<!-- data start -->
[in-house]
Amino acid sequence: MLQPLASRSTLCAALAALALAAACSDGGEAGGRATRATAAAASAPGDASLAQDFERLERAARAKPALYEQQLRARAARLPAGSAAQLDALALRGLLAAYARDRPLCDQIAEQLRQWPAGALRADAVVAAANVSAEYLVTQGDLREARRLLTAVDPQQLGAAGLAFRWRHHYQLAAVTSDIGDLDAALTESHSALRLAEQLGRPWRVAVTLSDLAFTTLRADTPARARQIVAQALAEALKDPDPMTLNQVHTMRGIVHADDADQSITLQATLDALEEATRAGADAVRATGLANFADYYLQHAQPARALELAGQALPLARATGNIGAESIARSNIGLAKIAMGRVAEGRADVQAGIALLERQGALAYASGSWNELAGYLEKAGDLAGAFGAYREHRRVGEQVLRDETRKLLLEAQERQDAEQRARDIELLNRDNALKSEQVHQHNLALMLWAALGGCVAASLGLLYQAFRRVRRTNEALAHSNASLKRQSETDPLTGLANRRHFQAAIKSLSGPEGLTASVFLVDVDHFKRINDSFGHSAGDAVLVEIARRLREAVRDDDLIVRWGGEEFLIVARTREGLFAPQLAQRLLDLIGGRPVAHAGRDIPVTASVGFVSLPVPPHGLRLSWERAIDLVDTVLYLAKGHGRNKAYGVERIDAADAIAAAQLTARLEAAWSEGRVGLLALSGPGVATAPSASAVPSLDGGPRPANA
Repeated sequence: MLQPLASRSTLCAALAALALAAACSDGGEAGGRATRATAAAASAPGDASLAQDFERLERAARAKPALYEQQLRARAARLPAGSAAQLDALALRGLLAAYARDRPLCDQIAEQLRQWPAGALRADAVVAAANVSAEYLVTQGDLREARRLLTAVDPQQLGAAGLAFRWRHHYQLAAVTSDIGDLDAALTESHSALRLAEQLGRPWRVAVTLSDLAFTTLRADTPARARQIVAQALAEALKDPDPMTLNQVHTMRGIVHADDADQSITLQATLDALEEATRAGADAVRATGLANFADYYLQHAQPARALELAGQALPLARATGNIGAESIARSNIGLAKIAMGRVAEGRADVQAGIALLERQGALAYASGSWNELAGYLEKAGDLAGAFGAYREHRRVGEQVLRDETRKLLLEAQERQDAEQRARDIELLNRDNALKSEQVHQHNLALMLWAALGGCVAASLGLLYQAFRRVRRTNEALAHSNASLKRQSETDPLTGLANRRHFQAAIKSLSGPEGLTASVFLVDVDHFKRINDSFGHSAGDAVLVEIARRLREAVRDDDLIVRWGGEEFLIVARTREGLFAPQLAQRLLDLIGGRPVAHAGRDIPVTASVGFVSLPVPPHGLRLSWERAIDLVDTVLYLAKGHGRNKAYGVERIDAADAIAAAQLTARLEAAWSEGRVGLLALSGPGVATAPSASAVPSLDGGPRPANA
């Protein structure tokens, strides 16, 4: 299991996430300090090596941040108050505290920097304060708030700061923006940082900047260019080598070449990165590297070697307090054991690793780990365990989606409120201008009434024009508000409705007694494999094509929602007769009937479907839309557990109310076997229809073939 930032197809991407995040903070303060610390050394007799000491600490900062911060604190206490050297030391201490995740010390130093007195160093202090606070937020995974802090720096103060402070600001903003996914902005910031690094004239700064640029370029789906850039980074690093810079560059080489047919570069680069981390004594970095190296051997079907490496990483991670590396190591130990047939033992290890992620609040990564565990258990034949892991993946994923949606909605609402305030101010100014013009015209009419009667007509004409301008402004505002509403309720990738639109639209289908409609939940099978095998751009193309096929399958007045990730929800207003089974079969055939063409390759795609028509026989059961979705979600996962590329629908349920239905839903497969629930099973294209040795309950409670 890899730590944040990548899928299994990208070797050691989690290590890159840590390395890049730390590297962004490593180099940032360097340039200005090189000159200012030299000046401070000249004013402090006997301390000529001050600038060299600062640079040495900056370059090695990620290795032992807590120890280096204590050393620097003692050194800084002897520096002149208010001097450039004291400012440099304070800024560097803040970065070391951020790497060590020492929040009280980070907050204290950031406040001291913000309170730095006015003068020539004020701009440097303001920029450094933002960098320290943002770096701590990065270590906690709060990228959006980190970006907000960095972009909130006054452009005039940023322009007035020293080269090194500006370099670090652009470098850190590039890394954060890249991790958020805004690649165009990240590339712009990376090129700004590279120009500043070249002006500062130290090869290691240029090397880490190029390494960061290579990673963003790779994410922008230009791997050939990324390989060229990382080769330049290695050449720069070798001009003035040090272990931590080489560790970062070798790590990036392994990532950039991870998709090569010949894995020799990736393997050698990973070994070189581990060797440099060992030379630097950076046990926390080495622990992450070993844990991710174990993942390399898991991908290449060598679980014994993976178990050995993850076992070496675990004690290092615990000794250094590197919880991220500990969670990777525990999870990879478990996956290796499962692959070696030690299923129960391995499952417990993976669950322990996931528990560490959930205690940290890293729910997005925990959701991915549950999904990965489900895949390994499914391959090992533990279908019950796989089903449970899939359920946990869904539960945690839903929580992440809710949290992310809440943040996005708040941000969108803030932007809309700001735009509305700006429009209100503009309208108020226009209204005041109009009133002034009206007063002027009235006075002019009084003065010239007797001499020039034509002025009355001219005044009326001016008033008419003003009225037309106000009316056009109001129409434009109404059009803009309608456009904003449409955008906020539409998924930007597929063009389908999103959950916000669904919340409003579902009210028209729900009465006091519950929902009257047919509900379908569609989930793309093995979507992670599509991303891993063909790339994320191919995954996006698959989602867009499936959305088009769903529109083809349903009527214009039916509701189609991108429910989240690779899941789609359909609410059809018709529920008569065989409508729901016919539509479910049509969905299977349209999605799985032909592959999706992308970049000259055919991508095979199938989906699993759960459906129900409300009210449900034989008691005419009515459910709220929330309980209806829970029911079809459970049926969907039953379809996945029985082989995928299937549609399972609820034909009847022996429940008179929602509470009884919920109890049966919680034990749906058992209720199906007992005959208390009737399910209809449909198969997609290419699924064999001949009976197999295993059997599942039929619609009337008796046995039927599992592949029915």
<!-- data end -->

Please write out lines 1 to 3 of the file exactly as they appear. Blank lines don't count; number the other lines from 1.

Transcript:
[in-house]
Amino acid sequence: MLQPLASRSTLCAALAALALAAACSDGGEAGGRATRATAAAASAPGDASLAQDFERLERAARAKPALYEQQLRARAARLPAGSAAQLDALALRGLLAAYARDRPLCDQIAEQLRQWPAGALRADAVVAAANVSAEYLVTQGDLREARRLLTAVDPQQLGAAGLAFRWRHHYQLAAVTSDIGDLDAALTESHSALRLAEQLGRPWRVAVTLSDLAFTTLRADTPARARQIVAQALAEALKDPDPMTLNQVHTMRGIVHADDADQSITLQATLDALEEATRAGADAVRATGLANFADYYLQHAQPARALELAGQALPLARATGNIGAESIARSNIGLAKIAMGRVAEGRADVQAGIALLERQGALAYASGSWNELAGYLEKAGDLAGAFGAYREHRRVGEQVLRDETRKLLLEAQERQDAEQRARDIELLNRDNALKSEQVHQHNLALMLWAALGGCVAASLGLLYQAFRRVRRTNEALAHSNASLKRQSETDPLTGLANRRHFQAAIKSLSGPEGLTASVFLVDVDHFKRINDSFGHSAGDAVLVEIARRLREAVRDDDLIVRWGGEEFLIVARTREGLFAPQLAQRLLDLIGGRPVAHAGRDIPVTASVGFVSLPVPPHGLRLSWERAIDLVDTVLYLAKGHGRNKAYGVERIDAADAIAAAQLTARLEAAWSEGRVGLLALSGPGVATAPSASAVPSLDGGPRPANA
Repeated sequence: MLQPLASRSTLCAALAALALAAACSDGGEAGGRATRATAAAASAPGDASLAQDFERLERAARAKPALYEQQLRARAARLPAGSAAQLDALALRGLLAAYARDRPLCDQIAEQLRQWPAGALRADAVVAAANVSAEYLVTQGDLREARRLLTAVDPQQLGAAGLAFRWRHHYQLAAVTSDIGDLDAALTESHSALRLAEQLGRPWRVAVTLSDLAFTTLRADTPARARQIVAQALAEALKDPDPMTLNQVHTMRGIVHADDADQSITLQATLDALEEATRAGADAVRATGLANFADYYLQHAQPARALELAGQALPLARATGNIGAESIARSNIGLAKIAMGRVAEGRADVQAGIALLERQGALAYASGSWNELAGYLEKAGDLAGAFGAYREHRRVGEQVLRDETRKLLLEAQERQDAEQRARDIELLNRDNALKSEQVHQHNLALMLWAALGGCVAASLGLLYQAFRRVRRTNEALAHSNASLKRQSETDPLTGLANRRHFQAAIKSLSGPEGLTASVFLVDVDHFKRINDSFGHSAGDAVLVEIARRLREAVRDDDLIVRWGGEEFLIVARTREGLFAPQLAQRLLDLIGGRPVAHAGRDIPVTASVGFVSLPVPPHGLRLSWERAIDLVDTVLYLAKGHGRNKAYGVERIDAADAIAAAQLTARLEAAWSEGRVGLLALSGPGVATAPSASAVPSLDGGPRPANA